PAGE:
A common myth is that cloud apps are quick to implement. The installation time is down to virtually zero as are upgrades, but the changes to user processes and working patterns still needs to be applied if the benefits of the new application are to be achieved. In fact implementation is even more important as it is the only thing preventing users churning and finding their own alternative cloud application.

You pay monthly

Whilst the cloud vendor websites all give prices monthly by user or some other metric, few if any actually charge monthly. Advertising monthly pricing but charging annually or quarterly is the norm.

In Salesforce’s history lesson Behind the Cloud, one revelation was cash flow benefits of charging annually upfront rather than monthly. Plus you then factor in a reduced workload because they are cutting and chasing one, not 12, invoices per year. But as a client this not only has a cash flow impact, but it also create a level of lock-in.

It is cheaper

How can it be in the long term?  Instead of a one-off perpetual license and a 15-25% annual support cost you have an annual charge. At some point the accrued cloud cost must be more than the upfront perpetual cost and annual maintenance. The cost of the infrastructure is also factored into the cloud licensing cost. This may or may not be cheaper than the cost for the client providing an infrastructure.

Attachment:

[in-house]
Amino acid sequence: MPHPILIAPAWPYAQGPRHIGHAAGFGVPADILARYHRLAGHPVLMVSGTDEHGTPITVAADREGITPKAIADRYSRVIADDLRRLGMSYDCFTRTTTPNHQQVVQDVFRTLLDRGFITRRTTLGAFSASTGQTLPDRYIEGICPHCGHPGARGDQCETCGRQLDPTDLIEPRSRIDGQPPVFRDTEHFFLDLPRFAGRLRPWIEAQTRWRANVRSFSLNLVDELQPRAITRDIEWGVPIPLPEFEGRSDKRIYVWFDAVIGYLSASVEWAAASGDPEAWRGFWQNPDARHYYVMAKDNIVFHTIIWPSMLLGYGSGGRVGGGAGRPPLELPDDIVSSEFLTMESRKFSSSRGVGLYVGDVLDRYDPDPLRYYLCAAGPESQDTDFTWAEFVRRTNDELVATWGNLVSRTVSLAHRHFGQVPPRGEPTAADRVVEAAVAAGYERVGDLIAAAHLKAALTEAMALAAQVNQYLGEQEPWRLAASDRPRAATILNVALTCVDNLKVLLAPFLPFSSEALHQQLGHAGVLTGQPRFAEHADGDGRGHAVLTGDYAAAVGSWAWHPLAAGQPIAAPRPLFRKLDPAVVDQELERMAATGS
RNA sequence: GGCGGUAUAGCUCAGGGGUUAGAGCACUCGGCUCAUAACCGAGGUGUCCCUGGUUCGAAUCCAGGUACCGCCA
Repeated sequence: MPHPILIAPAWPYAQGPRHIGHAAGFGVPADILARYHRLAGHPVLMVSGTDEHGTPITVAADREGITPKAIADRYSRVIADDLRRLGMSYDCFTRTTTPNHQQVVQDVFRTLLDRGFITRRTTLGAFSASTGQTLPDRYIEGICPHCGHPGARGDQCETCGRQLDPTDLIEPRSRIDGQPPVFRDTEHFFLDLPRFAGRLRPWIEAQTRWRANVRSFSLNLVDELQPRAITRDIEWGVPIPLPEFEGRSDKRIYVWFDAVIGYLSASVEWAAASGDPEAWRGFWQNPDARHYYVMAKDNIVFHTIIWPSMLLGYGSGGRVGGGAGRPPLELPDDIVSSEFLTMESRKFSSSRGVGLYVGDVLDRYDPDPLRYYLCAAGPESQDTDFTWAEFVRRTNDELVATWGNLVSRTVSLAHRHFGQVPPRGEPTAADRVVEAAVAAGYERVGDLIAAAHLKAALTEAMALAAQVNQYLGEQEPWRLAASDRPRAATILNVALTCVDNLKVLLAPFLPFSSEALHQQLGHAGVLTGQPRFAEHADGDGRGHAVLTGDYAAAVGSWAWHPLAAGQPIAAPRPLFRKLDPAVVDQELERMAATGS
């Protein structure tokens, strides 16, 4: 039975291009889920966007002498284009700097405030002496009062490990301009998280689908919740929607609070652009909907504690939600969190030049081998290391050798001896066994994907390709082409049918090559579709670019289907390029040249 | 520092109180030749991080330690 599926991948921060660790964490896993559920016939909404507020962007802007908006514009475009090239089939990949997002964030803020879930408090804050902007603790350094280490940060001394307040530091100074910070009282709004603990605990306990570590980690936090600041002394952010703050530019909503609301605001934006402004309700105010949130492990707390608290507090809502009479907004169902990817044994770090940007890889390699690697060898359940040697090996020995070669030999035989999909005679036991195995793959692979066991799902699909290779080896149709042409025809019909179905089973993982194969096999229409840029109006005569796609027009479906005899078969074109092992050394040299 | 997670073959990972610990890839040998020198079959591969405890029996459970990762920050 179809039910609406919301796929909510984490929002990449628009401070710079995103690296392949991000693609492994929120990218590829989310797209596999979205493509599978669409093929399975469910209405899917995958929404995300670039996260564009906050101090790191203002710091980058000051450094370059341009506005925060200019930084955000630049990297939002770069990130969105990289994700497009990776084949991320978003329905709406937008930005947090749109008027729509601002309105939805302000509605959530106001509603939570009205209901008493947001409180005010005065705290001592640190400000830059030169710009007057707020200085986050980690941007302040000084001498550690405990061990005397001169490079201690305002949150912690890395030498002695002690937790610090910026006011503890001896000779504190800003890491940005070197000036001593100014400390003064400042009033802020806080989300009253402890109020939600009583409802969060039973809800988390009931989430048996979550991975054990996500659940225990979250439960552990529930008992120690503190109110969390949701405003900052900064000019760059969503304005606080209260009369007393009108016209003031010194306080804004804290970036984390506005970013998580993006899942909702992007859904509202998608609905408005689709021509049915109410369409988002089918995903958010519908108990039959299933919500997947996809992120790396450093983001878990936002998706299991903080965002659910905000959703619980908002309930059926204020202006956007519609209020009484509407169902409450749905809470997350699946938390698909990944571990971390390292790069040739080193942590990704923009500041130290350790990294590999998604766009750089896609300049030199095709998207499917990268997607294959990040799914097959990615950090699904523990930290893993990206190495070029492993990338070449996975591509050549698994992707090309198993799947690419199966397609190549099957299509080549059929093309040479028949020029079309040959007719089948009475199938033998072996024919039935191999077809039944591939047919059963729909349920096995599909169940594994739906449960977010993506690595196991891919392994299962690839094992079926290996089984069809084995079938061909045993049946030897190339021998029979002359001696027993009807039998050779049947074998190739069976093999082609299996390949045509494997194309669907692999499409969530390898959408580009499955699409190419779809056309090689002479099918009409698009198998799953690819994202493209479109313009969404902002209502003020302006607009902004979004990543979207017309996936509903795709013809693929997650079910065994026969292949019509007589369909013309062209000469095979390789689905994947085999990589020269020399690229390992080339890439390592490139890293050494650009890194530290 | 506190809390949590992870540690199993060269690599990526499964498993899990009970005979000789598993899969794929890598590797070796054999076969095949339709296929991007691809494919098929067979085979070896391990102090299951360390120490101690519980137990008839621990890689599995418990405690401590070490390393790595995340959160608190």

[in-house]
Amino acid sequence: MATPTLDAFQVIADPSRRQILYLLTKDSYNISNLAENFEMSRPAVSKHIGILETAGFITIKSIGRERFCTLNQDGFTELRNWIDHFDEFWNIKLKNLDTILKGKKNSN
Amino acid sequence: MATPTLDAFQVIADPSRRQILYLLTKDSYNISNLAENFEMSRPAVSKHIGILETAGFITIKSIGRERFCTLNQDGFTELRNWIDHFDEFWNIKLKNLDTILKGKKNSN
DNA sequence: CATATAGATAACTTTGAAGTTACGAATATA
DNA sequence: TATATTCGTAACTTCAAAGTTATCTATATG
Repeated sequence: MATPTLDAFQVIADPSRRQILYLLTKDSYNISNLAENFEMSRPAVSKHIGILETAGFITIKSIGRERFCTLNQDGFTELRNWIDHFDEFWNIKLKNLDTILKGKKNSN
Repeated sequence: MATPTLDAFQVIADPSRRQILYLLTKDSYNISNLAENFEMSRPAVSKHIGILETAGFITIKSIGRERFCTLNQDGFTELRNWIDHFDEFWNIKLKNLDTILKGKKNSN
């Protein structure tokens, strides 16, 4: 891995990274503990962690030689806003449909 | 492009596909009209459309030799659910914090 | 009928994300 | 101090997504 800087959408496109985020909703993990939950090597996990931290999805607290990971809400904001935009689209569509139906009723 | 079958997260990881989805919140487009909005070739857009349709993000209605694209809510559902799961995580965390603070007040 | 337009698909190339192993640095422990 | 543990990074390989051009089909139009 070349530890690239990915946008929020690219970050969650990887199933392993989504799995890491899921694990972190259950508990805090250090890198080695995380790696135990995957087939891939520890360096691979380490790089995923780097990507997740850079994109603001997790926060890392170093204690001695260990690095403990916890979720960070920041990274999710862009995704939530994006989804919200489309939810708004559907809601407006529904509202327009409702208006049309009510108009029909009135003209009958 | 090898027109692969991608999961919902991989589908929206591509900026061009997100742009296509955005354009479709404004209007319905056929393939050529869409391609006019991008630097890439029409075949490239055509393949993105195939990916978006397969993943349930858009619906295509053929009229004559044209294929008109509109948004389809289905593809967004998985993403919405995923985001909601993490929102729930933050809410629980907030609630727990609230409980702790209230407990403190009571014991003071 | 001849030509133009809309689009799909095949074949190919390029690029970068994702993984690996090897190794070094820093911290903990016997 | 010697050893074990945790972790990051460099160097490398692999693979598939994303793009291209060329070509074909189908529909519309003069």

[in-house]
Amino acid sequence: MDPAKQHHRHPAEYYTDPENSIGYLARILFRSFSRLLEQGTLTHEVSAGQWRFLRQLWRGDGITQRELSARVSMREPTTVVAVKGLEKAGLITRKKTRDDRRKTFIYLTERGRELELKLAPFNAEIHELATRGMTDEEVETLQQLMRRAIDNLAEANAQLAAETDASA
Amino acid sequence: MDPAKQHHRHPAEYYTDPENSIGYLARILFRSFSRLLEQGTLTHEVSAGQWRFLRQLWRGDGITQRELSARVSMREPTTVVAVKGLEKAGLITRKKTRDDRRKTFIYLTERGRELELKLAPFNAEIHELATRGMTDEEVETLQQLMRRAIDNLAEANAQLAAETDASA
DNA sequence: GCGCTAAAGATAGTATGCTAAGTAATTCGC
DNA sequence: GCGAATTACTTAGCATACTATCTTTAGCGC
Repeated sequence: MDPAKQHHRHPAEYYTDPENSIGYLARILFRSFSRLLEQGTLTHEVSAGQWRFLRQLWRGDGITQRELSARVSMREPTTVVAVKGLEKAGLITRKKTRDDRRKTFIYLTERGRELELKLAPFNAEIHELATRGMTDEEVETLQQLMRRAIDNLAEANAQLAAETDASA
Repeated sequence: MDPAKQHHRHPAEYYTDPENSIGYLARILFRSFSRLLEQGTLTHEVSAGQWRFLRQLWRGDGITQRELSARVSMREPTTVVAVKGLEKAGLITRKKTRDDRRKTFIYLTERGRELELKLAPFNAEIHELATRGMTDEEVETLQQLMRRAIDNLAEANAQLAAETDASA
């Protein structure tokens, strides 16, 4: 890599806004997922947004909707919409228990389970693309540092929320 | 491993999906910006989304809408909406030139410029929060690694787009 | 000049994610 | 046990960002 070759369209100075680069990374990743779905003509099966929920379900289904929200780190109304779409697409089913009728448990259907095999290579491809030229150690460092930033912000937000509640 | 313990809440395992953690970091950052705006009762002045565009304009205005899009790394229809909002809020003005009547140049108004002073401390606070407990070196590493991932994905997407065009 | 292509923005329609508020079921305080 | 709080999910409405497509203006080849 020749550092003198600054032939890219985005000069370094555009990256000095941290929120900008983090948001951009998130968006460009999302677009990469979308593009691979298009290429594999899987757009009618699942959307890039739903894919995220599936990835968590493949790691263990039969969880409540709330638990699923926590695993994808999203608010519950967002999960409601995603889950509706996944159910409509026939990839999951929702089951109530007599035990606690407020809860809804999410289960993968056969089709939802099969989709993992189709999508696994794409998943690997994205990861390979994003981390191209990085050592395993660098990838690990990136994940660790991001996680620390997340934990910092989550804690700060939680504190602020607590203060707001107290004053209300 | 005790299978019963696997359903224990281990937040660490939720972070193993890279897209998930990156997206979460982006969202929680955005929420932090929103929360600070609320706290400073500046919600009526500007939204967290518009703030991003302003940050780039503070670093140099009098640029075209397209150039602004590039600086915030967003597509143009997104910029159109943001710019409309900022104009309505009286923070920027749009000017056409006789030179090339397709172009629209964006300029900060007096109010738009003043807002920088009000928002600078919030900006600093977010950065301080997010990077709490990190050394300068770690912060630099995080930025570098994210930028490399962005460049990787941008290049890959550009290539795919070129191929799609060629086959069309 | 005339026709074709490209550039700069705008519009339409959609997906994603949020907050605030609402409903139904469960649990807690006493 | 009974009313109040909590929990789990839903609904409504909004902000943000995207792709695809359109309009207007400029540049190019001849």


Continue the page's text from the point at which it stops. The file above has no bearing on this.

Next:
Now, I agree, you can offset the increased licensing cost in the long run for the lower cost of implementing upgrades. But at some point the on-premise and cloud lines will cross on the cost/time graph.

Don’t rush in

So every cloud does not have a silver lining. In fact, clouds turn bright sunny days a dull grey. And the puns go on….

But the point of this is, before you rush in as a client building the justification for moving to a cloud application on cost and speed of implementation grounds, pause and take a few moments to really think through the implications.

There is really only one compelling reason for implementing a new application – cloud or otherwise. A business reason. The new application will either drive up sales or drive down operational costs. Ideally both. The decision of cloud vs on-premises is more complicated and covered in a recent post.

So let’s not get seduced by the cloud vendors’ claims, many of which are myths.